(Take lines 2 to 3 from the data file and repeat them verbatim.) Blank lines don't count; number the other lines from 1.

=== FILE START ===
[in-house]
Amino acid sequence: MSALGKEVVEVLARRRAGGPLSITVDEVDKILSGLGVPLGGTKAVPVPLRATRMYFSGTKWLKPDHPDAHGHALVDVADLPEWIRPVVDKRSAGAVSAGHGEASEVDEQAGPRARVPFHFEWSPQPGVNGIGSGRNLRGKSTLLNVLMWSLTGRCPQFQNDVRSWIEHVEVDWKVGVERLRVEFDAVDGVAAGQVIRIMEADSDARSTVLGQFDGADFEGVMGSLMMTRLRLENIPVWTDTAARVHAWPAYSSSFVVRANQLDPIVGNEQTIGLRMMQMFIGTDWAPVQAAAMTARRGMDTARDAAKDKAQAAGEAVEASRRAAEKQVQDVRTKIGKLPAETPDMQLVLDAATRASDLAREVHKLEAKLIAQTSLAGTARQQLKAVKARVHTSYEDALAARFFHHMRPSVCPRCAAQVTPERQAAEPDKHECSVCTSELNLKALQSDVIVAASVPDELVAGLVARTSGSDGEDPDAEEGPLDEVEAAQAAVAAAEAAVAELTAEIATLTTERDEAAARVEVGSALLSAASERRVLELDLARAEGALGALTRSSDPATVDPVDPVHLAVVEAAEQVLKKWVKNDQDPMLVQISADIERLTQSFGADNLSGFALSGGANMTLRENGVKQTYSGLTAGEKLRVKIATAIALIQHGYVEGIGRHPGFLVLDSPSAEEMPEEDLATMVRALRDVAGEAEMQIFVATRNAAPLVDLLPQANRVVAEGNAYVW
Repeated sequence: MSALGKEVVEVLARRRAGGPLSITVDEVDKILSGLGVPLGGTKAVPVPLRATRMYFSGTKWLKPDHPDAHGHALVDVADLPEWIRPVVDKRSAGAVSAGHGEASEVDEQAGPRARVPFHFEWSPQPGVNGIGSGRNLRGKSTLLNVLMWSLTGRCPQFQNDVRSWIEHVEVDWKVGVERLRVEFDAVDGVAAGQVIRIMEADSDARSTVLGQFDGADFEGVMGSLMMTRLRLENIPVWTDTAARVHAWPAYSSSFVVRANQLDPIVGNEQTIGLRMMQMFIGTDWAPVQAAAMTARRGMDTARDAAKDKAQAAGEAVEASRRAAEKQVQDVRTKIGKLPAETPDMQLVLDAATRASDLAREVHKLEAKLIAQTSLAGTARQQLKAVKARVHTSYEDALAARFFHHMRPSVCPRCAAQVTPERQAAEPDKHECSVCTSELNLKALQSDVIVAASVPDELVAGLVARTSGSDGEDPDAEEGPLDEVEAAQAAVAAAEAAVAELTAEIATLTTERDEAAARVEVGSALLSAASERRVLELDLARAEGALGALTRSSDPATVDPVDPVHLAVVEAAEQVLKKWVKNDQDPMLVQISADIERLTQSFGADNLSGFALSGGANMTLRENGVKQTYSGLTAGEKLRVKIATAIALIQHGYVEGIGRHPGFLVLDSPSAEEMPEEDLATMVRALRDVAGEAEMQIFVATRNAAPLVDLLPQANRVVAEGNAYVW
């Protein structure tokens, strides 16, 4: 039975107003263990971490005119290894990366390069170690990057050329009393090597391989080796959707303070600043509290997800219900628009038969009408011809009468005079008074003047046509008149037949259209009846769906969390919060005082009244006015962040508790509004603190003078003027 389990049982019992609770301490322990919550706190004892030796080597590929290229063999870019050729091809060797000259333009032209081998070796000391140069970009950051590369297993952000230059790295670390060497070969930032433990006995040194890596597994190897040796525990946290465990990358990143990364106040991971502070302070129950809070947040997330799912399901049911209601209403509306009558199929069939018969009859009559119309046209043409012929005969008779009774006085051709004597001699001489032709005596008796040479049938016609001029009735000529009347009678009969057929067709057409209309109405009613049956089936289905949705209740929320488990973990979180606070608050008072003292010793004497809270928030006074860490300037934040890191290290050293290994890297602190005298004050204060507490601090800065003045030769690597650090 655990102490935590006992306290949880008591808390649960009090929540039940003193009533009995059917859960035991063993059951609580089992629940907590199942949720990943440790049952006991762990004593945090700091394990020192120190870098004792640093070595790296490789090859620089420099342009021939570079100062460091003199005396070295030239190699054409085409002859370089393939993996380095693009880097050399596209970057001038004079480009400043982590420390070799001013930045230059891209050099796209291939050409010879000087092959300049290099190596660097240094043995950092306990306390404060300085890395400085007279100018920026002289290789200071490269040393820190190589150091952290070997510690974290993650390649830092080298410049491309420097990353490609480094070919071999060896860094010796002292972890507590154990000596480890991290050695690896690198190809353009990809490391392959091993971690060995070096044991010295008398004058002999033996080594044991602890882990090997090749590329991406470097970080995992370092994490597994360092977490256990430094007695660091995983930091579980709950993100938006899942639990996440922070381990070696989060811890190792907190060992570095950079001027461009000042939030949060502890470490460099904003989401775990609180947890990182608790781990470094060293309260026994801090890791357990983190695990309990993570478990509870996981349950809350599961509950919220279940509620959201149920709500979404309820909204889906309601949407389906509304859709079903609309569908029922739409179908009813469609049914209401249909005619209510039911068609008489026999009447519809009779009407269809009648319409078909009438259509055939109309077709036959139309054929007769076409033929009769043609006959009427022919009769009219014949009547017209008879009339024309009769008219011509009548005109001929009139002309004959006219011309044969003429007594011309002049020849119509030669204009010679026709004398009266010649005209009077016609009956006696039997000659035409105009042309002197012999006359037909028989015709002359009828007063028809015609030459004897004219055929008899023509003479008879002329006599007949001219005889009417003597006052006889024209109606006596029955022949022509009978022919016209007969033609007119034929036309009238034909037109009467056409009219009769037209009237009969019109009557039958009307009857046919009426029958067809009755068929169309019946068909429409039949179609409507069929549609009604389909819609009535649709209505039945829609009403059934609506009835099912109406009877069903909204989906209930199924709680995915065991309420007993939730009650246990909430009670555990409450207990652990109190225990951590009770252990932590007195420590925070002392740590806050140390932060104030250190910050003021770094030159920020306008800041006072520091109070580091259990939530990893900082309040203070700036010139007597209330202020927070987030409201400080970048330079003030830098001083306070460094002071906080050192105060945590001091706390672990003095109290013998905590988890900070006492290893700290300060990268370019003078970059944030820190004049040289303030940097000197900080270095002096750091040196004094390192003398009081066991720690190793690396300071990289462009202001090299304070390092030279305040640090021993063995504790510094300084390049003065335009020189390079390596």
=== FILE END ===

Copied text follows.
Amino acid sequence: MSALGKEVVEVLARRRAGGPLSITVDEVDKILSGLGVPLGGTKAVPVPLRATRMYFSGTKWLKPDHPDAHGHALVDVADLPEWIRPVVDKRSAGAVSAGHGEASEVDEQAGPRARVPFHFEWSPQPGVNGIGSGRNLRGKSTLLNVLMWSLTGRCPQFQNDVRSWIEHVEVDWKVGVERLRVEFDAVDGVAAGQVIRIMEADSDARSTVLGQFDGADFEGVMGSLMMTRLRLENIPVWTDTAARVHAWPAYSSSFVVRANQLDPIVGNEQTIGLRMMQMFIGTDWAPVQAAAMTARRGMDTARDAAKDKAQAAGEAVEASRRAAEKQVQDVRTKIGKLPAETPDMQLVLDAATRASDLAREVHKLEAKLIAQTSLAGTARQQLKAVKARVHTSYEDALAARFFHHMRPSVCPRCAAQVTPERQAAEPDKHECSVCTSELNLKALQSDVIVAASVPDELVAGLVARTSGSDGEDPDAEEGPLDEVEAAQAAVAAAEAAVAELTAEIATLTTERDEAAARVEVGSALLSAASERRVLELDLARAEGALGALTRSSDPATVDPVDPVHLAVVEAAEQVLKKWVKNDQDPMLVQISADIERLTQSFGADNLSGFALSGGANMTLRENGVKQTYSGLTAGEKLRVKIATAIALIQHGYVEGIGRHPGFLVLDSPSAEEMPEEDLATMVRALRDVAGEAEMQIFVATRNAAPLVDLLPQANRVVAEGNAYVW
Repeated sequence: MSALGKEVVEVLARRRAGGPLSITVDEVDKILSGLGVPLGGTKAVPVPLRATRMYFSGTKWLKPDHPDAHGHALVDVADLPEWIRPVVDKRSAGAVSAGHGEASEVDEQAGPRARVPFHFEWSPQPGVNGIGSGRNLRGKSTLLNVLMWSLTGRCPQFQNDVRSWIEHVEVDWKVGVERLRVEFDAVDGVAAGQVIRIMEADSDARSTVLGQFDGADFEGVMGSLMMTRLRLENIPVWTDTAARVHAWPAYSSSFVVRANQLDPIVGNEQTIGLRMMQMFIGTDWAPVQAAAMTARRGMDTARDAAKDKAQAAGEAVEASRRAAEKQVQDVRTKIGKLPAETPDMQLVLDAATRASDLAREVHKLEAKLIAQTSLAGTARQQLKAVKARVHTSYEDALAARFFHHMRPSVCPRCAAQVTPERQAAEPDKHECSVCTSELNLKALQSDVIVAASVPDELVAGLVARTSGSDGEDPDAEEGPLDEVEAAQAAVAAAEAAVAELTAEIATLTTERDEAAARVEVGSALLSAASERRVLELDLARAEGALGALTRSSDPATVDPVDPVHLAVVEAAEQVLKKWVKNDQDPMLVQISADIERLTQSFGADNLSGFALSGGANMTLRENGVKQTYSGLTAGEKLRVKIATAIALIQHGYVEGIGRHPGFLVLDSPSAEEMPEEDLATMVRALRDVAGEAEMQIFVATRNAAPLVDLLPQANRVVAEGNAYVW